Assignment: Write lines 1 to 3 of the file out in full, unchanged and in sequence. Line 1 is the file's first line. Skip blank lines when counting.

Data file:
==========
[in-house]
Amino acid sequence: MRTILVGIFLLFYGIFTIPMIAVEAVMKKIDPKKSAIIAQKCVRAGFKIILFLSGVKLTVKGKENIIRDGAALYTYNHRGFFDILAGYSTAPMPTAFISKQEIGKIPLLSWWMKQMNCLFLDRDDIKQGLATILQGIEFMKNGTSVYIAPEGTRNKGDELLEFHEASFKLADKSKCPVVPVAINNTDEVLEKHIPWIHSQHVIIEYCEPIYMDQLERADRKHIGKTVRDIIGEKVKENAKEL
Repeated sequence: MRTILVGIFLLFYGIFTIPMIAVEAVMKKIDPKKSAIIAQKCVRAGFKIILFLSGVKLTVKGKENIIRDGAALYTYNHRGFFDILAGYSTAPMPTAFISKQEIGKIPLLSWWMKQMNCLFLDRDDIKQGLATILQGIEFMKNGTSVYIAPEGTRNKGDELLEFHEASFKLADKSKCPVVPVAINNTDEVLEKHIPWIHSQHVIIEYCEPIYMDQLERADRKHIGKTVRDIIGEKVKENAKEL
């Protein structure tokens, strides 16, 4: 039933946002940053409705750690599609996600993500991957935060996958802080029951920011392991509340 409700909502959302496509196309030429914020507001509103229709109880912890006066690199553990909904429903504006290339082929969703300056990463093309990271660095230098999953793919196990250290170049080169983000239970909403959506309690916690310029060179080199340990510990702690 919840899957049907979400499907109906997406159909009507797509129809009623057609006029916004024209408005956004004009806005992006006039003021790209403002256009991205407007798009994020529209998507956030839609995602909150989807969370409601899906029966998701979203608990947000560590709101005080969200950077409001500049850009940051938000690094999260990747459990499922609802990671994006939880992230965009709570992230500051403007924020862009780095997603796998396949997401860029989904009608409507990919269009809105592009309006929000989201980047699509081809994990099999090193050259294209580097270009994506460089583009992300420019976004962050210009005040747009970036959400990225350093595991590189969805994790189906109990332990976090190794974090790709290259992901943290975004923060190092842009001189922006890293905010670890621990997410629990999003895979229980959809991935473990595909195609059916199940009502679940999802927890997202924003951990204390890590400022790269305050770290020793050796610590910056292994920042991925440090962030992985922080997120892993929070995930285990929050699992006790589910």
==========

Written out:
[in-house]
Amino acid sequence: MRTILVGIFLLFYGIFTIPMIAVEAVMKKIDPKKSAIIAQKCVRAGFKIILFLSGVKLTVKGKENIIRDGAALYTYNHRGFFDILAGYSTAPMPTAFISKQEIGKIPLLSWWMKQMNCLFLDRDDIKQGLATILQGIEFMKNGTSVYIAPEGTRNKGDELLEFHEASFKLADKSKCPVVPVAINNTDEVLEKHIPWIHSQHVIIEYCEPIYMDQLERADRKHIGKTVRDIIGEKVKENAKEL
Repeated sequence: MRTILVGIFLLFYGIFTIPMIAVEAVMKKIDPKKSAIIAQKCVRAGFKIILFLSGVKLTVKGKENIIRDGAALYTYNHRGFFDILAGYSTAPMPTAFISKQEIGKIPLLSWWMKQMNCLFLDRDDIKQGLATILQGIEFMKNGTSVYIAPEGTRNKGDELLEFHEASFKLADKSKCPVVPVAINNTDEVLEKHIPWIHSQHVIIEYCEPIYMDQLERADRKHIGKTVRDIIGEKVKENAKEL